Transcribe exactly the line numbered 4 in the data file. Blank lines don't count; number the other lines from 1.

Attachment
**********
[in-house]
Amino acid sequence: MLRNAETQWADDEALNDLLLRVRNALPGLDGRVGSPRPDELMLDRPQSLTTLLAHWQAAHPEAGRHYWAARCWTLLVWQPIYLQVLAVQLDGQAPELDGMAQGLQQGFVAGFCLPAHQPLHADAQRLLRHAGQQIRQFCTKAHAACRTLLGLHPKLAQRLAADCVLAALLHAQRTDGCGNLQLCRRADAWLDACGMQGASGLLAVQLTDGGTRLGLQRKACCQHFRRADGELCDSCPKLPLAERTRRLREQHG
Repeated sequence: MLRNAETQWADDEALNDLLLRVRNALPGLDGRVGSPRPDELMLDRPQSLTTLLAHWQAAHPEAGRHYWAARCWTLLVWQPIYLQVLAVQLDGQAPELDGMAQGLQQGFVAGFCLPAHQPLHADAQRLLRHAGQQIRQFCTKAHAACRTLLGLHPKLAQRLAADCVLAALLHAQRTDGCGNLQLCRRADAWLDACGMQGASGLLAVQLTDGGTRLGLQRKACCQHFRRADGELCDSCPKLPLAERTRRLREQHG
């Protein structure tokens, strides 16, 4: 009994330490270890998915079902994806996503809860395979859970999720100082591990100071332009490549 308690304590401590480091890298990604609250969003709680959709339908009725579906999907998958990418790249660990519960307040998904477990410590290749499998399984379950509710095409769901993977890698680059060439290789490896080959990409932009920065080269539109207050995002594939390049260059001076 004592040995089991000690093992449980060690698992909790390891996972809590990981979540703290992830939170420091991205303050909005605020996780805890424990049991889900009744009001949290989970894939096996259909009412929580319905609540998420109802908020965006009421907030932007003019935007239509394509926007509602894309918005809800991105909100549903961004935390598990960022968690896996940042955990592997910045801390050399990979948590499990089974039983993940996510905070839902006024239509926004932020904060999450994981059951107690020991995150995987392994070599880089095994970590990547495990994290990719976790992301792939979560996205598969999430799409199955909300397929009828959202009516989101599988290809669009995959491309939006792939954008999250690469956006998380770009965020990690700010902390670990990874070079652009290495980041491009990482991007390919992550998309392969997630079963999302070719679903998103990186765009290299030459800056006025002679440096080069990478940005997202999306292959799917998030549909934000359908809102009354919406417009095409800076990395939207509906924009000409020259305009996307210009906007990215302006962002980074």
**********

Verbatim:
């Protein structure tokens, strides 16, 4: 009994330490270890998915079902994806996503809860395979859970999720100082591990100071332009490549 308690304590401590480091890298990604609250969003709680959709339908009725579906999907998958990418790249660990519960307040998904477990410590290749499998399984379950509710095409769901993977890698680059060439290789490896080959990409932009920065080269539109207050995002594939390049260059001076 004592040995089991000690093992449980060690698992909790390891996972809590990981979540703290992830939170420091991205303050909005605020996780805890424990049991889900009744009001949290989970894939096996259909009412929580319905609540998420109802908020965006009421907030932007003019935007239509394509926007509602894309918005809800991105909100549903961004935390598990960022968690896996940042955990592997910045801390050399990979948590499990089974039983993940996510905070839902006024239509926004932020904060999450994981059951107690020991995150995987392994070599880089095994970590990547495990994290990719976790992301792939979560996205598969999430799409199955909300397929009828959202009516989101599988290809669009995959491309939006792939954008999250690469956006998380770009965020990690700010902390670990990874070079652009290495980041491009990482991007390919992550998309392969997630079963999302070719679903998103990186765009290299030459800056006025002679440096080069990478940005997202999306292959799917998030549909934000359908809102009354919406417009095409800076990395939207509906924009000409020259305009996307210009906007990215302006962002980074």